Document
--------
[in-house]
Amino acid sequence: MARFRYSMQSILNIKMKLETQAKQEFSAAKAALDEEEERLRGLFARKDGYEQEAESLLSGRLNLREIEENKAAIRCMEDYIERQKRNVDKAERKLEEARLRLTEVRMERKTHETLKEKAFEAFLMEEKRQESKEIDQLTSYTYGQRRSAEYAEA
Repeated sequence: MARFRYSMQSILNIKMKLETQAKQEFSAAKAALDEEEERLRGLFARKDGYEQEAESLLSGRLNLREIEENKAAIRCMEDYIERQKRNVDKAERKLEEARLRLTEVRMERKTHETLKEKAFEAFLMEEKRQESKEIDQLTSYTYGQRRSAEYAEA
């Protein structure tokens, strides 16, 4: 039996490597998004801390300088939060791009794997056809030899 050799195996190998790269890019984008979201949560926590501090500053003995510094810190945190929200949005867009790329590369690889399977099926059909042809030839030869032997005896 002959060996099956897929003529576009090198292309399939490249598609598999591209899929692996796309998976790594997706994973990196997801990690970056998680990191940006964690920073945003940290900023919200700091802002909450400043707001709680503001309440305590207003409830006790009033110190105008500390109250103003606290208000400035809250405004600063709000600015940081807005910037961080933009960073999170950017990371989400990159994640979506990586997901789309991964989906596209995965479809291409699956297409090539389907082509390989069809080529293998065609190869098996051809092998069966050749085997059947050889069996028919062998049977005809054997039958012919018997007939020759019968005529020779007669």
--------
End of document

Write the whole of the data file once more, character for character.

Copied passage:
[in-house]
Amino acid sequence: MARFRYSMQSILNIKMKLETQAKQEFSAAKAALDEEEERLRGLFARKDGYEQEAESLLSGRLNLREIEENKAAIRCMEDYIERQKRNVDKAERKLEEARLRLTEVRMERKTHETLKEKAFEAFLMEEKRQESKEIDQLTSYTYGQRRSAEYAEA
Repeated sequence: MARFRYSMQSILNIKMKLETQAKQEFSAAKAALDEEEERLRGLFARKDGYEQEAESLLSGRLNLREIEENKAAIRCMEDYIERQKRNVDKAERKLEEARLRLTEVRMERKTHETLKEKAFEAFLMEEKRQESKEIDQLTSYTYGQRRSAEYAEA
């Protein structure tokens, strides 16, 4: 039996490597998004801390300088939060791009794997056809030899 050799195996190998790269890019984008979201949560926590501090500053003995510094810190945190929200949005867009790329590369690889399977099926059909042809030839030869032997005896 002959060996099956897929003529576009090198292309399939490249598609598999591209899929692996796309998976790594997706994973990196997801990690970056998680990191940006964690920073945003940290900023919200700091802002909450400043707001709680503001309440305590207003409830006790009033110190105008500390109250103003606290208000400035809250405004600063709000600015940081807005910037961080933009960073999170950017990371989400990159994640979506990586997901789309991964989906596209995965479809291409699956297409090539389907082509390989069809080529293998065609190869098996051809092998069966050749085997059947050889069996028919062998049977005809054997039958012919018997007939020759019968005529020779007669």